France’s troubled nuclear fleet is a bigger problem for Europe than gas from Russia

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Before Peter Dutton’s Coalition plunges again into a new investigation into the merits of nuclear energy, they may want to take a closer look at what is happening in Europe, where the failure of France’s massive nuclear power plant fleet is causing bigger problems for the EU’s power supply than Russia’s withheld gas supply.

France has delivered only a fraction of its energy production potential in recent months, and the situation got worse overnight when French power producer EDF announced that three more power plants would curtail production due to rising temperatures. Rivers have become too hot to cool the reactors due to the latest heat wave.

Most of France’s 56 nuclear reactors are currently shut down or taken offline due to a combination of scheduled maintenance, erosion damage (worryingly, mostly at the newer plants of the aging fleet), and cooling water shortages due to recurring heat waves and droughts.

Nuclear issues have caused wholesale electricity prices – both spot and forward contracts – to surge in France as it has become a net importer rather than an exporter. Northern Italy, another grid heavily dependent on French nuclear supplies, has also suffered badly and has spilled over into other markets.

And because France is limiting its consumer energy bills – to perpetuate the myth of “cheap” nuclear power and to protect French pride – the cost for EDF to make up for the difference is estimated at more than €24 billion this year alone. ($A40 billion). .

Energy analysts now say France’s nuclear problems pose a greater risk to the EU’s power supply than gas from Russia.

“The problem child in Europe’s power supply is definitely France,” Bruno Burger, an energy researcher at the Fraunhofer ISE, told Die Zeit newspaper.

Burger says significant long-term power shortages in France will also cause problems elsewhere in Europe, as low French production means scarcity in EU electricity markets and higher prices for everyone.

Germany heats most of its households with gas and is therefore looking anxiously at a possible gas shortage this winter as Russia has cut off supplies. But French households mainly use electricity for heating, which means that a core shortage poses a risk to the heat supply for the coming winter.

“Because of the many problems in its nuclear fleet, France is more dependent than ever on other countries – and can no longer supply other countries, as it did with Italy in the past,” he explained.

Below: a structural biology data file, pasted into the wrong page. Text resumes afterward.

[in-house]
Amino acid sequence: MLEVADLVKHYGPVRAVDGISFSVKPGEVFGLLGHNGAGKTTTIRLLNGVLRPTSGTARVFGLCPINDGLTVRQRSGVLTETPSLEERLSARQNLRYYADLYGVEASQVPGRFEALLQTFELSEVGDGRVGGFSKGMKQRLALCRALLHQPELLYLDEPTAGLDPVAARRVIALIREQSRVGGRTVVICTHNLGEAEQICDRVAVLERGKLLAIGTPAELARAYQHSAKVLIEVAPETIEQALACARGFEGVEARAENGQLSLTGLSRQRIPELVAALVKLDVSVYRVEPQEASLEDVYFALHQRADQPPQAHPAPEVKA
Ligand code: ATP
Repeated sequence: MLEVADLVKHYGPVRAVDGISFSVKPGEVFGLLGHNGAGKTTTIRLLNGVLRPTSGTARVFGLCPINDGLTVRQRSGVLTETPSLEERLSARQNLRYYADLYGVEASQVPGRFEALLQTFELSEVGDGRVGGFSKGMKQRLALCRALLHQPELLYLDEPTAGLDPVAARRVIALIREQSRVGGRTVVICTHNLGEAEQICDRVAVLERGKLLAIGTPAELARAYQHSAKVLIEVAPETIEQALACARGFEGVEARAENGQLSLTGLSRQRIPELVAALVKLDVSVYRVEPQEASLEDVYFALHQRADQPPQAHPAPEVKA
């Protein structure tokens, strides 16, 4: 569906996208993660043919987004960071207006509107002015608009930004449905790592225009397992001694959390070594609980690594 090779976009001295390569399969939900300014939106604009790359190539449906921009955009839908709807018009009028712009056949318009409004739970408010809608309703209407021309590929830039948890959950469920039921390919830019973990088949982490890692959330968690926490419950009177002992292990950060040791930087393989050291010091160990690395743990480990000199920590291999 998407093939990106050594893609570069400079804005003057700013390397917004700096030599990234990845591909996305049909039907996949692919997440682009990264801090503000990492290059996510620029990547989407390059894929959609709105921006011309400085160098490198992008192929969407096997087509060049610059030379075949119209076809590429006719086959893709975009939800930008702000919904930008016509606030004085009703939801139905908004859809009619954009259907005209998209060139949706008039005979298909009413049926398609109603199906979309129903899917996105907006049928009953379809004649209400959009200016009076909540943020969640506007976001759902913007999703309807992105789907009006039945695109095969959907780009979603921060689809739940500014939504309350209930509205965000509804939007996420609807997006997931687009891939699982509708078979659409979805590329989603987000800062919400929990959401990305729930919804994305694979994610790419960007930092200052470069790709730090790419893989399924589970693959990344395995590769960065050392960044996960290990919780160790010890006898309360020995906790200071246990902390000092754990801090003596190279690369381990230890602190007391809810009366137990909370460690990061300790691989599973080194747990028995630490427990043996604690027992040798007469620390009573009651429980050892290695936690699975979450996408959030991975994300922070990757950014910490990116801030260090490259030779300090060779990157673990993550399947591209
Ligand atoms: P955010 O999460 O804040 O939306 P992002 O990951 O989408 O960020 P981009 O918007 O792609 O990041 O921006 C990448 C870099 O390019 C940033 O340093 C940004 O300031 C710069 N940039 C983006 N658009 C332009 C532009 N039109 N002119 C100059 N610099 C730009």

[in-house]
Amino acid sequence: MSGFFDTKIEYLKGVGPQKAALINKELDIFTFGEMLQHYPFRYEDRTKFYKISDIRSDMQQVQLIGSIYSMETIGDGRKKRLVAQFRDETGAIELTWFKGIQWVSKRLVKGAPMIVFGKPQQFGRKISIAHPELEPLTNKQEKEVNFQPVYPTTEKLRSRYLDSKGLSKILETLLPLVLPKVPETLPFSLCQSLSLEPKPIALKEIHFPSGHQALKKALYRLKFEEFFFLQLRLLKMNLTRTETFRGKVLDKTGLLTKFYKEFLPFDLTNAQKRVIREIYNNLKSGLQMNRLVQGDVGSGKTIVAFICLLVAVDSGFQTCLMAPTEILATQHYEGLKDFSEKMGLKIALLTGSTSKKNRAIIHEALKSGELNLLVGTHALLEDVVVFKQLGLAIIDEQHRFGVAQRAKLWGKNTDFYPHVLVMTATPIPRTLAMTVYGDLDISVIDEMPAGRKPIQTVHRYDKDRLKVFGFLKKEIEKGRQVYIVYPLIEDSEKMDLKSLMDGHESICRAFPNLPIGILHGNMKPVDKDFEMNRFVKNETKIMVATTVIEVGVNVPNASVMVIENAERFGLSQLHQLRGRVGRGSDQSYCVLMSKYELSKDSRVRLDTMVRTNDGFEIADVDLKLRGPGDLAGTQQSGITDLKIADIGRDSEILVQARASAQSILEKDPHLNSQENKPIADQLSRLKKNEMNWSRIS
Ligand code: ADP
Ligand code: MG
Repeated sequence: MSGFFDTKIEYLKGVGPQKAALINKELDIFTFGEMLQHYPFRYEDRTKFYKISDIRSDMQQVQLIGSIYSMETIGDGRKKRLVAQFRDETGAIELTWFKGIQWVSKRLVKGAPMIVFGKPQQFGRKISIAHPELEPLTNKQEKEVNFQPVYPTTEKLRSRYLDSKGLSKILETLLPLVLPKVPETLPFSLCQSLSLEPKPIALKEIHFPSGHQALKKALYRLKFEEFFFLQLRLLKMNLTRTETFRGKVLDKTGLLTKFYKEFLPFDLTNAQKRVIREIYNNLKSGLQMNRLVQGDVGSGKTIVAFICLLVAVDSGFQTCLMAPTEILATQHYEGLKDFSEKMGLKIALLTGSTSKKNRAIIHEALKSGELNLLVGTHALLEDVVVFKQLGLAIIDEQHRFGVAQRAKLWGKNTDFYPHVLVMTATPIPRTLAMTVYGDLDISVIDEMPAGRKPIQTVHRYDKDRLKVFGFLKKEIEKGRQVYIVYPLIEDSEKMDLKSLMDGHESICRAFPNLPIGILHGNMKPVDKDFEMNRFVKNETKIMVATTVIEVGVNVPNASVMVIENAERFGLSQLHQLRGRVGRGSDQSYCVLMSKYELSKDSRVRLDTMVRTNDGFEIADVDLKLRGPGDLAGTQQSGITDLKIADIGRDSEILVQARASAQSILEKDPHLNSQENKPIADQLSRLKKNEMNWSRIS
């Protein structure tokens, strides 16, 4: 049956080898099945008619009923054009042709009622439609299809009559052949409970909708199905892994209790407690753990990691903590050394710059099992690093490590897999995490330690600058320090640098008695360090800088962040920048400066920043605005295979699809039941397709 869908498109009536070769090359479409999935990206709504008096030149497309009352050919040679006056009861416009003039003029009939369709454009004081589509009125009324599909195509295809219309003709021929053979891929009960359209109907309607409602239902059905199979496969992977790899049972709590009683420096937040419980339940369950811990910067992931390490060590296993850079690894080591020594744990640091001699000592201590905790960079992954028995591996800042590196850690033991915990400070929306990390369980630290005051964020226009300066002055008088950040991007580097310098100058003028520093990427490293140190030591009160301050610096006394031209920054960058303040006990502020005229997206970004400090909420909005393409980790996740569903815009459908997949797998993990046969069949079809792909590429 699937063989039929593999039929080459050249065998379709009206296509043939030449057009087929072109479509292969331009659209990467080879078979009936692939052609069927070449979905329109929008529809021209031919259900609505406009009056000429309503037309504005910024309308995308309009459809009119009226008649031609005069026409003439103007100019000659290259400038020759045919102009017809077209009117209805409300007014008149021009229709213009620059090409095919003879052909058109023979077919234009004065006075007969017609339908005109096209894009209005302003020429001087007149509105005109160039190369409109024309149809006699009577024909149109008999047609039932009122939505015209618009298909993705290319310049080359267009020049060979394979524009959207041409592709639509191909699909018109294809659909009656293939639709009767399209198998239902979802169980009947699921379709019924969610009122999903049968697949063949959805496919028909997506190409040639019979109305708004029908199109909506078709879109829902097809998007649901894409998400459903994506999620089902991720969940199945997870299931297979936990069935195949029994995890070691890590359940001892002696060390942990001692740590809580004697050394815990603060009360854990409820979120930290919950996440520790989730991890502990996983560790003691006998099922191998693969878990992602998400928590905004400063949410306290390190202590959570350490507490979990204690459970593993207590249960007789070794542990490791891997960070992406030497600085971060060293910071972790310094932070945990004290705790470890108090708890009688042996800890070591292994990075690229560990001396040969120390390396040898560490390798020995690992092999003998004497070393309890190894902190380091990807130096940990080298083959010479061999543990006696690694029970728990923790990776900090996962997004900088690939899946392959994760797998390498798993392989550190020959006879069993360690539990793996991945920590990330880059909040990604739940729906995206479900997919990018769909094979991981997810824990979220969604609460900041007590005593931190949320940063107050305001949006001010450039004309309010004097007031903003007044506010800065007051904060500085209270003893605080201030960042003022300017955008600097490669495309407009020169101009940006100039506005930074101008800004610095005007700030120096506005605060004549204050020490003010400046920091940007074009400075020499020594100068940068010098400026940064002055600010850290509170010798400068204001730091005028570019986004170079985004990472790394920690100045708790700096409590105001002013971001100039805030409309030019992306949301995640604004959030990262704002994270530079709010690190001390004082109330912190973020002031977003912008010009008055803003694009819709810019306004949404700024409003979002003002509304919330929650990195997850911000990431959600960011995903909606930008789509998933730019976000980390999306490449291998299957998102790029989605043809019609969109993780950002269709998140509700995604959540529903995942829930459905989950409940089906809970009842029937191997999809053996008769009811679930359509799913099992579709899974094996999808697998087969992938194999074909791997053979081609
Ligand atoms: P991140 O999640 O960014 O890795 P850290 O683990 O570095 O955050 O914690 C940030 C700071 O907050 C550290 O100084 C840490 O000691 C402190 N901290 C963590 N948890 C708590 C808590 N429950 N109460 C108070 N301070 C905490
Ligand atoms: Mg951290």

French energy supplier EDF told Die Zeit it cannot say when the country’s nuclear fleet will have overcome its aging problems, saying that “the repair and maintenance program will continue”.

According to Clean Energy Wire, the German-French Agency for the Energy Transition (DFBEW) estimates that France’s “power gap” could persist for another 10 to 15 years, meaning that growing renewable energy capacity will ultimately also benefit French customers. .

That view is shared by a respected Paris-based analyst known as “Jerome a Paris,” who writes that nuclear power in France is declining in the long term.

“We can face a period of 10-20 years when France is structurally unable to fully produce its own electricity, and is dependent on imports from neighboring countries, reversing the pattern of the past 30 years and affecting the whole of Europe. energy markets come under pressure.” he writes.

(That view is supported, at least in the near term, by the rising cost of 2023 electricity futures contracts for the French market – the highest in Europe and priced recently at over €600/MWh – or nearly $A1,000 MWh for “baseload”.

“The French government’s recent decision to nationalize EDF is an implicit acknowledgment that this will be an existential crisis for the company and the country,” said the analyst.

He notes that most of the discussion about the EU power crisis focuses on Germany, but that it is misplaced.

“All the criticism that can be heard about Germany’s decision to close its nuclear power plants ignores the fact that gas availability is not the problem for the energy sector: the real problem is the unavailability of French nuclear energy,” he writes.

European electricity prices at 12 noon on Thursday this week.

German electricity production (shown here as a percentage of total electricity production) barely increased between 2021 and 2022, although nuclear production was halved (from 11% to 6%) as part of the planned exit. The difference was absorbed by increasing the penetration of renewable energy sources.

(The remaining part of Germany’s nuclear capacity will be closed at the end of this year, but there is no pressure to extend that closing date, partly to cover the French nuclear deficit).

“In other words, the gas price increases should only have led to electricity price increases at peak times, and not across the board,” says Jerome. “And yet electricity prices have soared and for much longer periods than you would expect from a mere disruption of gas availability.”

Jerome says the war in Ukraine and its impact on markets masks the depth of the problem in France. But not for long: “It will certainly cause an ugly debate in France, given how unprepared the political class is for this energy transition.

Written with input from Benjamin Wehrmann of Clean Energy Wire.

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